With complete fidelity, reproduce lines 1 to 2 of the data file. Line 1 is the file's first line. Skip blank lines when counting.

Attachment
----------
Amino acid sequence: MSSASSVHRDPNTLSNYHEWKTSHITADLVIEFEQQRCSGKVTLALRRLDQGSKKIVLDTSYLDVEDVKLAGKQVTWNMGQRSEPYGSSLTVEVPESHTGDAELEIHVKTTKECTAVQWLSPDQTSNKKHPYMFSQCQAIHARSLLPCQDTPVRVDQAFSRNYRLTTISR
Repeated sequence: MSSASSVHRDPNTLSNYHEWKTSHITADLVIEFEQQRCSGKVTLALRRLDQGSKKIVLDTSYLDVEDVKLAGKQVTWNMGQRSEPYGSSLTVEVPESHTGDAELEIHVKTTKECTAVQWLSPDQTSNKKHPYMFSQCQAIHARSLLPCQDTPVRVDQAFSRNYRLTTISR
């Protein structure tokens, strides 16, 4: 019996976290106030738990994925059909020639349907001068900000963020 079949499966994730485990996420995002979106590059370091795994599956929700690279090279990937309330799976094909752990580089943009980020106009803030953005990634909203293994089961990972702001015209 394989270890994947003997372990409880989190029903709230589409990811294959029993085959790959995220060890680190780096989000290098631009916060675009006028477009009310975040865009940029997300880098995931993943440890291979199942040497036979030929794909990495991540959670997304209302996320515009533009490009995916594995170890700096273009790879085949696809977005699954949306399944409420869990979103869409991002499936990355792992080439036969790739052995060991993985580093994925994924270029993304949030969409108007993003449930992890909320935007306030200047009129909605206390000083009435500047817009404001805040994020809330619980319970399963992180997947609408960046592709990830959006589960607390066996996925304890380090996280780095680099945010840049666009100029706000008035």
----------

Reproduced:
Amino acid sequence: MSSASSVHRDPNTLSNYHEWKTSHITADLVIEFEQQRCSGKVTLALRRLDQGSKKIVLDTSYLDVEDVKLAGKQVTWNMGQRSEPYGSSLTVEVPESHTGDAELEIHVKTTKECTAVQWLSPDQTSNKKHPYMFSQCQAIHARSLLPCQDTPVRVDQAFSRNYRLTTISR
Repeated sequence: MSSASSVHRDPNTLSNYHEWKTSHITADLVIEFEQQRCSGKVTLALRRLDQGSKKIVLDTSYLDVEDVKLAGKQVTWNMGQRSEPYGSSLTVEVPESHTGDAELEIHVKTTKECTAVQWLSPDQTSNKKHPYMFSQCQAIHARSLLPCQDTPVRVDQAFSRNYRLTTISR